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Native like Listening Comprehension?

  Tags: Listening
 Language Learning Forum : General discussion Post Reply
13 messages over 2 pages: 1
reineke
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United States
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Studies: German

 
 Message 9 of 13
19 February 2016 at 8:39pm | IP Logged 
Yes, no immersion necessary, how long depends on a number of factors. Keep listening.
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Serpent
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Russian Federation
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Speaks: Russian*, English, FinnishC1, Latin, German, Italian, Spanish, Portuguese
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 Message 10 of 13
20 February 2016 at 1:45am | IP Logged 
luke wrote:
Serpent wrote:
Also, if a native listens to a conversation among people they don't know, they may well understand the words but not the meaning (or sometimes not even the words, if it's in some professional context you're not familiar with).


Even in a personal context with one's intimates, there is plenty of room for misunderstanding.

There are infinite examples. Here is one.

Chore: For a person who has familial roots in agriculture, even if at a distance of a generation or two, may simply imply daily work necessary to keep things going. E.G., milk the cows. To another, a "chore" could imply a difficult task, whether the difficulty is psychological, physical, or mental. E.G. write a book report.

If these two people hear or use the word "chore", they aren't necessarily implying the same thing.

Summary: The connotation of words is quite vast.

Upside: Language learners at least have some practical insight into this fact.

You misunderstood me ;) I mostly meant that only specialized or colloquial words might go past you in L1, to the point that you may be unable to repeat or write down the word. Outside these areas, you won't come across any unfamiliar words, though the nuances may very between the speakers, like with "chore". (also, wouldn't the collocations be different? "doing one's chores" vs "that's a chore" - surely the latter is not a description of something as being part of your routine?)

Edited by Serpent on 20 February 2016 at 1:46am

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luke
Diglot
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 Message 11 of 13
20 February 2016 at 10:38pm | IP Logged 
serpent wrote:
You misunderstood me ;)


Words have infinite possibility. Do they mean what the speaker or writer meant? Do they mean what the reader or listener understood? Both? Do they have a meaning that transcends the speaker and listener?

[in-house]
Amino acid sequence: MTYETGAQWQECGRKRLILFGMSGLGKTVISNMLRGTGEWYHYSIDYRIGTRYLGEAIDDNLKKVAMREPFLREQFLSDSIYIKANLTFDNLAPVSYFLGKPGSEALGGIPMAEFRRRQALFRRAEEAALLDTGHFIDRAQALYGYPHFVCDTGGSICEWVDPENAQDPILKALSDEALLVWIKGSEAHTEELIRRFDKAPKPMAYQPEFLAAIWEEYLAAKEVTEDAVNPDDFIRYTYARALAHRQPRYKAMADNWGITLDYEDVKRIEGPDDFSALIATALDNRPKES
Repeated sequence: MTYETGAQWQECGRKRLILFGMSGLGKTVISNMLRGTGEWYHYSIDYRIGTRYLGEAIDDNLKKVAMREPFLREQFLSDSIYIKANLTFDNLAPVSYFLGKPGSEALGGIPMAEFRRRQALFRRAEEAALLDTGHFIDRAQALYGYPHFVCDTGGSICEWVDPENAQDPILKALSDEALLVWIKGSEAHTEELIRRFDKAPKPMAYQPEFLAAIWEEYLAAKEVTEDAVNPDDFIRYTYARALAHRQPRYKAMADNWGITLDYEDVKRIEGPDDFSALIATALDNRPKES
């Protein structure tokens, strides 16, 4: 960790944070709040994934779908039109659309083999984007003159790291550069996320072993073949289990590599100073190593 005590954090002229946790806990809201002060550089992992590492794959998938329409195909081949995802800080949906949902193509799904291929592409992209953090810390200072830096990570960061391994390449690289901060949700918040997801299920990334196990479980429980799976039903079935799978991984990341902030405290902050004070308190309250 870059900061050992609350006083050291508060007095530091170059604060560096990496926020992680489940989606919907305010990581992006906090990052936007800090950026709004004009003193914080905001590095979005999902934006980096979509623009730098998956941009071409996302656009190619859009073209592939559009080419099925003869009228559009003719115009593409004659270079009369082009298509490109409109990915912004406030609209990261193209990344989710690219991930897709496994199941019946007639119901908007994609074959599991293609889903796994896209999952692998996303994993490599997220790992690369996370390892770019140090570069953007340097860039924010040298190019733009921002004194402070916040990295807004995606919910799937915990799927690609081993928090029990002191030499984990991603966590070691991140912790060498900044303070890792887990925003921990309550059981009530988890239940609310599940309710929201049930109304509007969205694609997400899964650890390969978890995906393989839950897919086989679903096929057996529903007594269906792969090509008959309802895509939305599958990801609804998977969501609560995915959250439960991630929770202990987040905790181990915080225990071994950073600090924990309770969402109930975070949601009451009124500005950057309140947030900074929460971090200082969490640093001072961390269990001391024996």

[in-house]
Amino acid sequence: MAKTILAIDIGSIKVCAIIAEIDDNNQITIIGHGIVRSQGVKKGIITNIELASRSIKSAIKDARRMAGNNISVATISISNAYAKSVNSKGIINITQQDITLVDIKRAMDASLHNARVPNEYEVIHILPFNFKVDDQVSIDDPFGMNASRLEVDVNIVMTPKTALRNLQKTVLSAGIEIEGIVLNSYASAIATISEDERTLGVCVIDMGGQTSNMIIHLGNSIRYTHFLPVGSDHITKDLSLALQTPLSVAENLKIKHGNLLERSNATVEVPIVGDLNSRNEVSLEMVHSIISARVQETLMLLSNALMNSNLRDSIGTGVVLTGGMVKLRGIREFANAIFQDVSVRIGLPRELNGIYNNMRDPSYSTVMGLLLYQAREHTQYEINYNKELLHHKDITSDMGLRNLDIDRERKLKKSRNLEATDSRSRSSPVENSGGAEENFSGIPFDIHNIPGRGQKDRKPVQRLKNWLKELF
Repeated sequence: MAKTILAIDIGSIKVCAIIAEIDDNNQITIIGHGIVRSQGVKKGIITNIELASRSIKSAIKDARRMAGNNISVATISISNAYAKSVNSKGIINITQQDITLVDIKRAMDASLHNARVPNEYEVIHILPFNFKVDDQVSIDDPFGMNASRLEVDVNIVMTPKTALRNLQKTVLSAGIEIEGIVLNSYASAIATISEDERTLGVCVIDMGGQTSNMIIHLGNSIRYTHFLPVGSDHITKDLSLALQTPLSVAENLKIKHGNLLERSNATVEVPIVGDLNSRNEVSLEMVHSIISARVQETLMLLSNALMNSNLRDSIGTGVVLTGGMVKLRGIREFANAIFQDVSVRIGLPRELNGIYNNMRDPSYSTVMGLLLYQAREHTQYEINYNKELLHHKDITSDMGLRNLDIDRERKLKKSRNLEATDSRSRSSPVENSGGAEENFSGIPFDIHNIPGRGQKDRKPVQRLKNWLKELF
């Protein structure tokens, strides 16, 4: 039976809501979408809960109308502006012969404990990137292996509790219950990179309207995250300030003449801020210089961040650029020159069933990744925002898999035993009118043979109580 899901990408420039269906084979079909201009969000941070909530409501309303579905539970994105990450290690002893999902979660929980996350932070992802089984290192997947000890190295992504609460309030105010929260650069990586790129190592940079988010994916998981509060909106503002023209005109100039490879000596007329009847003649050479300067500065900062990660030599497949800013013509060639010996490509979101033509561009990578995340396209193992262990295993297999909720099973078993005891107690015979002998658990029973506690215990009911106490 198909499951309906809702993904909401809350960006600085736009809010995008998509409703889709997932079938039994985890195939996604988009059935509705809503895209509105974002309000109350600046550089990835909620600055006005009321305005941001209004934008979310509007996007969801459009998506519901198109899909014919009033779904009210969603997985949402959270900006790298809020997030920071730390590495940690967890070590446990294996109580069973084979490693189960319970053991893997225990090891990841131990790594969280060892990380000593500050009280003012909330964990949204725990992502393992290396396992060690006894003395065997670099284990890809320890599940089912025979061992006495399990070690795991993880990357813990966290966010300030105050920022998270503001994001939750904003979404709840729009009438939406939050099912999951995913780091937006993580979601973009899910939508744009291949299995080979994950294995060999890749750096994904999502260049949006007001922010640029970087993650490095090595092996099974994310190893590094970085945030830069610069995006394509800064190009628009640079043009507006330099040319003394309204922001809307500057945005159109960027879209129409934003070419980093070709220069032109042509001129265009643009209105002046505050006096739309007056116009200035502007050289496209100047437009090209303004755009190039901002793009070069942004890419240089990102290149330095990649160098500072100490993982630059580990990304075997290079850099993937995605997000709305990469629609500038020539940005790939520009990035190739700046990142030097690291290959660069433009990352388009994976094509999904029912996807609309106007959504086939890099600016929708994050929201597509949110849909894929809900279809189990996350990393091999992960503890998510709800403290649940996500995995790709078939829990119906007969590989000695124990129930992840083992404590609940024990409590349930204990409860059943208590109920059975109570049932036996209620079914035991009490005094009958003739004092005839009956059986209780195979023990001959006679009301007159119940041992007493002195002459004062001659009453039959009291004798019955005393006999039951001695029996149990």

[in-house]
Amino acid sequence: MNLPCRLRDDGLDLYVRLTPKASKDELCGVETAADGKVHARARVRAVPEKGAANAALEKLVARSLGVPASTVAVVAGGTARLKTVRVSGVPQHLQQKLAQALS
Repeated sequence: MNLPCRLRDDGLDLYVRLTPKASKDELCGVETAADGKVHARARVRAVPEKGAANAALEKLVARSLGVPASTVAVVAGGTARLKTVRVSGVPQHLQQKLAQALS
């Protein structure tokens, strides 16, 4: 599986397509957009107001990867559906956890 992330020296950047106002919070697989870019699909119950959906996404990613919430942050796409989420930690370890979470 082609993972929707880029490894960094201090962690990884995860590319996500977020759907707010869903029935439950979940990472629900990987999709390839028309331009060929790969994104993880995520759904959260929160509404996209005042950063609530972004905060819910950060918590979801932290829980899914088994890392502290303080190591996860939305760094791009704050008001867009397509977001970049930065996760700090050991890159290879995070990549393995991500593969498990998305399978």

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Speakeasy
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Canada
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Studies: German

 
 Message 12 of 13
21 February 2016 at 12:34am | IP Logged 
luke wrote:
Words have infinite possibility...


I appreciate your point of view. However, there are definite limits beyond which no reasonable person would, or should, venture. For example, if I see a CAT cross the road, does my calling it a COW fall with your notion of "infinite possibility"? I certainly hope not!

Some years ago, I had the occasion (too often) to discuss "word choice" and "meaning" with a fellow employee. She maintained that she had the "right" to ascribe any meaning she chose to words. Quite frankly, her "own definitions" were often so beyond reason as to cause not only considerable confusion but, at times, also heated reactions from other staff members. I tried, unsuccessfully, to encourage her to stick to the "dictionary definitions" of words as these are known to represent the most common uses. She invariably replied that such definitions were "too constraining" and she continued with her practice of viewing words as having "infinite possibilities" which she was free to ascribe. Over time, she lost a lot of credibility and many people simply ceased reading her distorted little memoranda. It's shame really, she was a very nice, well-intentioned person.



Edited by Speakeasy on 21 February 2016 at 12:35am

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luke
Diglot
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 Message 13 of 13
21 February 2016 at 11:37am | IP Logged 
Just as there are defined limits to what constitutes an "integer", they are nonetheless part of an infinite set.


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